On February 17, 2000, BP Amoco Chemicals announced that they are studying options to debottleneck production at their purified terephthalic acid (PTA) plant at Cooper River, South Carolina. BP Amoco is studying options for a new world-scale, 700,000 metric tonne PTA unit that could be brought on-stream by the end of 2003. (Northern Light, 2000) Everybody who works for BP Amoco Chemicals is responsible for getting health, safety, and the environment right. Good health, safety, and the environment performance and the health, safety and security of everyone who works for BP Amoco are critical to the success of their business. They are committed to respecting the rule of law, conducting their business with integrity, and showing respect for human dignity and the rights of the individual wherever they do business. They are also committed to respect the natural environment and work towards their goals without no accidents, no harm to people and no damage to the environment.

FINANCIAL HIGHLIGHTS January – June 1999 1998 Replacement cost profit before exceptional items ($m) 1,903 2,358 Replacement cost profit after exceptional items ($m) 880 2,420 Historical cost profit after exceptional items ($m) 1,459 1,632 Earnings per ordinary share on replacement cost profit before exceptional items (cents) 20 25 Dividends per ordinary share (cents) first quarter second quarter 10.010.0 9.510.0 Dividends per ordinary share (pence) first quarter second quarter 6.16.2 5.86.0 Dividends per ADS (cents) first quarter second quarter 60.060.0 57.060.0 Capital expenditure ($m) 3,263 5,065 In the 1998 Annual Report co-chairmen of BP Amoco described the merger of BP and Amoco as a “groundbreaking deal for the oil industry.” A strong second-quarter of 1999 result as merger cost savings began to come through produced replacement cost profits for the half of $2,128 million, before exceptional items and after adjusting for special charges of $225 million.

These profits were about 12 percent down on a year ago. Net debt increased to $15,1 billion. The ratio of net debt to net debit plus equity was 26%. The exploration and production business generated $2,435 million of replacement cost operating profit for the half year after adjusting for special charges. This represented an improvement of 10% on the first half of 1998, despite lower oil prices, and reflected several factors higher oil and gas production, lower costs stemming from savings and the benefits resulting from post-merger rationalization. Replacement cost operating profit for the half year was $956 after adjusting for special charges down 31% on the same period in 1998. At $474 million, replacement cost operating profit after adjusting for special charges was 29% lower than same period in 1998. Chemicals production was 8% up on the first half of 1998 as sales improved.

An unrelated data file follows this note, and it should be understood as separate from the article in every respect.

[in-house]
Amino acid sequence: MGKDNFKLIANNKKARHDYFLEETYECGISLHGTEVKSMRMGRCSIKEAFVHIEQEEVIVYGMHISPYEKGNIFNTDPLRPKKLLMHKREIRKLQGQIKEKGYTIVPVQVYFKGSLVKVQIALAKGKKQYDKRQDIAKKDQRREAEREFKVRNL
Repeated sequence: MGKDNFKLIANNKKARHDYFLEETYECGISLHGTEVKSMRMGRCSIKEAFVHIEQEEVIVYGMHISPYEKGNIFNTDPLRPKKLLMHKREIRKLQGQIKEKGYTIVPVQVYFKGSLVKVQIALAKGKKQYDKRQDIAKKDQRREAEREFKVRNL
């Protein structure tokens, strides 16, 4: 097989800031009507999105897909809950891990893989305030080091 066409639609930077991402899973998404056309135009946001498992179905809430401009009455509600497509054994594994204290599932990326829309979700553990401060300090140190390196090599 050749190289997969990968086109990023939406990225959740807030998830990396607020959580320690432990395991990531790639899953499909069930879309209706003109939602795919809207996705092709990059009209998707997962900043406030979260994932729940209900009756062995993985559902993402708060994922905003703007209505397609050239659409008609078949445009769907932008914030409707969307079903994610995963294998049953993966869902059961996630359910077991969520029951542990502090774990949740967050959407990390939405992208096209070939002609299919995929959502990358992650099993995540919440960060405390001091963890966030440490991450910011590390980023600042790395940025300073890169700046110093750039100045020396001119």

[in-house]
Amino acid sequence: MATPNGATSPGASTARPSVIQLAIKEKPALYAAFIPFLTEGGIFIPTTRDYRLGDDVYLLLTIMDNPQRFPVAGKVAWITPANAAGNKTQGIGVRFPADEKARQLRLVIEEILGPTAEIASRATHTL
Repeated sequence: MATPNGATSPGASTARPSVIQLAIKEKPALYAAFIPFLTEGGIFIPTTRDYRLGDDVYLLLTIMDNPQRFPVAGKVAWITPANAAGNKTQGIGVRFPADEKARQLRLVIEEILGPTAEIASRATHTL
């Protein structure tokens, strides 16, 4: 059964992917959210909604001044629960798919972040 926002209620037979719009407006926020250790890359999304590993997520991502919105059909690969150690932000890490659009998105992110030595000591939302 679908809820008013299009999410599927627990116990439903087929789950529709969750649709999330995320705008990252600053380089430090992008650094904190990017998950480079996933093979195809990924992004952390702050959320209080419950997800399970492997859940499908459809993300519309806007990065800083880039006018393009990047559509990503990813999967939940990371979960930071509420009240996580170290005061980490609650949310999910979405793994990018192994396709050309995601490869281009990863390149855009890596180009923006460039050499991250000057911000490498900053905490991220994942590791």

On July 15, 1999, BP Amoco announced new targets. They will lop $4 billion of its annual costs, sell assets of $10 billion and boost capital spending to a total of $26 billion over the three years to the end of 2001. According to Sir John, BP Amoco will continue to improve efficiency and intend to high-grade the portfolio with $10 billion of disposals. They plan to invest for growth and to maintain their gearing within a band of around 25% to 30% and to maintain our dividend policy of paying out 50% of underlying mid-cycle earnings. BP Amoco will continue to plan on the basis of a low oil price, driving down supply cost to ensure the groups robustness at $11 a barrel. Capital spending this year should be around $7 billion and disposals $2 billion. Some $2.2 billion of the cost-reduction targets is expected to come from the upstream business, $1.4 billion from refining and marketing and $400 million from petrochemicals.

After the $10 billion of divestments, the group expects to see gas production growing by 5% a year, and oil production by 8% a year. CONCLUSION BP Amoco is proud to be part of an organization that does much to improve the quality of life of people everywhere. They believe that their business should be both competitively successful and a force for good. They seek to conduct their business in a manner that is distinctive, responsible and forward-looking. BP Amoco strives to be a good citizen. This is reflected in their active support for the people and communities where they operate. “A good business should be both successful and a force for good.”